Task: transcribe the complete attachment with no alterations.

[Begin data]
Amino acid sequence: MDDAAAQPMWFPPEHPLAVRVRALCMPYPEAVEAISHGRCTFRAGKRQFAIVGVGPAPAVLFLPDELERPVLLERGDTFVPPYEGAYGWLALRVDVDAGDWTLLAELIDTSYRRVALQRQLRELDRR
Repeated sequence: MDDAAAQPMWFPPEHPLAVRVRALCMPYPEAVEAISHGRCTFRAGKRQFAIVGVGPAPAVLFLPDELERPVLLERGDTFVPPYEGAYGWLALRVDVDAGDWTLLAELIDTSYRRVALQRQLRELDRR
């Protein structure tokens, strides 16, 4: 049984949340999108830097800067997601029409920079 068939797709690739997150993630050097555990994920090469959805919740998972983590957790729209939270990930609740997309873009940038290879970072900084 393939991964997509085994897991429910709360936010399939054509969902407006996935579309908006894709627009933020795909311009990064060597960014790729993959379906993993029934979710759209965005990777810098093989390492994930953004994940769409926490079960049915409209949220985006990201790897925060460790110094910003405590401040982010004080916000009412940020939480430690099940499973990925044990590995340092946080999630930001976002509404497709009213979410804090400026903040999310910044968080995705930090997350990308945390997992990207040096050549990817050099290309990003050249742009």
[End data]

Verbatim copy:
Amino acid sequence: MDDAAAQPMWFPPEHPLAVRVRALCMPYPEAVEAISHGRCTFRAGKRQFAIVGVGPAPAVLFLPDELERPVLLERGDTFVPPYEGAYGWLALRVDVDAGDWTLLAELIDTSYRRVALQRQLRELDRR
Repeated sequence: MDDAAAQPMWFPPEHPLAVRVRALCMPYPEAVEAISHGRCTFRAGKRQFAIVGVGPAPAVLFLPDELERPVLLERGDTFVPPYEGAYGWLALRVDVDAGDWTLLAELIDTSYRRVALQRQLRELDRR
């Protein structure tokens, strides 16, 4: 049984949340999108830097800067997601029409920079 068939797709690739997150993630050097555990994920090469959805919740998972983590957790729209939270990930609740997309873009940038290879970072900084 393939991964997509085994897991429910709360936010399939054509969902407006996935579309908006894709627009933020795909311009990064060597960014790729993959379906993993029934979710759209965005990777810098093989390492994930953004994940769409926490079960049915409209949220985006990201790897925060460790110094910003405590401040982010004080916000009412940020939480430690099940499973990925044990590995340092946080999630930001976002509404497709009213979410804090400026903040999310910044968080995705930090997350990308945390997992990207040096050549990817050099290309990003050249742009």